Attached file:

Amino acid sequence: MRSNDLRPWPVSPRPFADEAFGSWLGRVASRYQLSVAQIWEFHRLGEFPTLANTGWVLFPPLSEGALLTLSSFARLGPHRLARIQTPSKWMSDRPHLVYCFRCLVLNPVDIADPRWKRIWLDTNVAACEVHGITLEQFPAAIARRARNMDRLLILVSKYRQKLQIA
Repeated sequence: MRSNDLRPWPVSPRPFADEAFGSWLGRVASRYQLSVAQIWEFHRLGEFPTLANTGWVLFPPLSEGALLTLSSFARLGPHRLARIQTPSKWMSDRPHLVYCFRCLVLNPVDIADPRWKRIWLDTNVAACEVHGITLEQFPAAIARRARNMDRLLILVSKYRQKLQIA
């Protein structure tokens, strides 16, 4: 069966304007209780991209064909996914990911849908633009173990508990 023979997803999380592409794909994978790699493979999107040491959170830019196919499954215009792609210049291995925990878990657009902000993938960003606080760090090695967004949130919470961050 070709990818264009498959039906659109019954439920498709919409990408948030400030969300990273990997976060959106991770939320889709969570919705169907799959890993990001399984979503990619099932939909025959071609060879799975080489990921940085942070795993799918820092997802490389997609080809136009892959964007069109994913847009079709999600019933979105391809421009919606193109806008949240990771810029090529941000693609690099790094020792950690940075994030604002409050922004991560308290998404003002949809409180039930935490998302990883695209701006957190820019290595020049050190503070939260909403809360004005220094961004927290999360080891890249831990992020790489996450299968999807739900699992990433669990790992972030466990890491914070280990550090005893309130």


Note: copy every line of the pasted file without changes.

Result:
Amino acid sequence: MRSNDLRPWPVSPRPFADEAFGSWLGRVASRYQLSVAQIWEFHRLGEFPTLANTGWVLFPPLSEGALLTLSSFARLGPHRLARIQTPSKWMSDRPHLVYCFRCLVLNPVDIADPRWKRIWLDTNVAACEVHGITLEQFPAAIARRARNMDRLLILVSKYRQKLQIA
Repeated sequence: MRSNDLRPWPVSPRPFADEAFGSWLGRVASRYQLSVAQIWEFHRLGEFPTLANTGWVLFPPLSEGALLTLSSFARLGPHRLARIQTPSKWMSDRPHLVYCFRCLVLNPVDIADPRWKRIWLDTNVAACEVHGITLEQFPAAIARRARNMDRLLILVSKYRQKLQIA
């Protein structure tokens, strides 16, 4: 069966304007209780991209064909996914990911849908633009173990508990 023979997803999380592409794909994978790699493979999107040491959170830019196919499954215009792609210049291995925990878990657009902000993938960003606080760090090695967004949130919470961050 070709990818264009498959039906659109019954439920498709919409990408948030400030969300990273990997976060959106991770939320889709969570919705169907799959890993990001399984979503990619099932939909025959071609060879799975080489990921940085942070795993799918820092997802490389997609080809136009892959964007069109994913847009079709999600019933979105391809421009919606193109806008949240990771810029090529941000693609690099790094020792950690940075994030604002409050922004991560308290998404003002949809409180039930935490998302990883695209701006957190820019290595020049050190503070939260909403809360004005220094961004927290999360080891890249831990992020790489996450299968999807739900699992990433669990790992972030466990890491914070280990550090005893309130």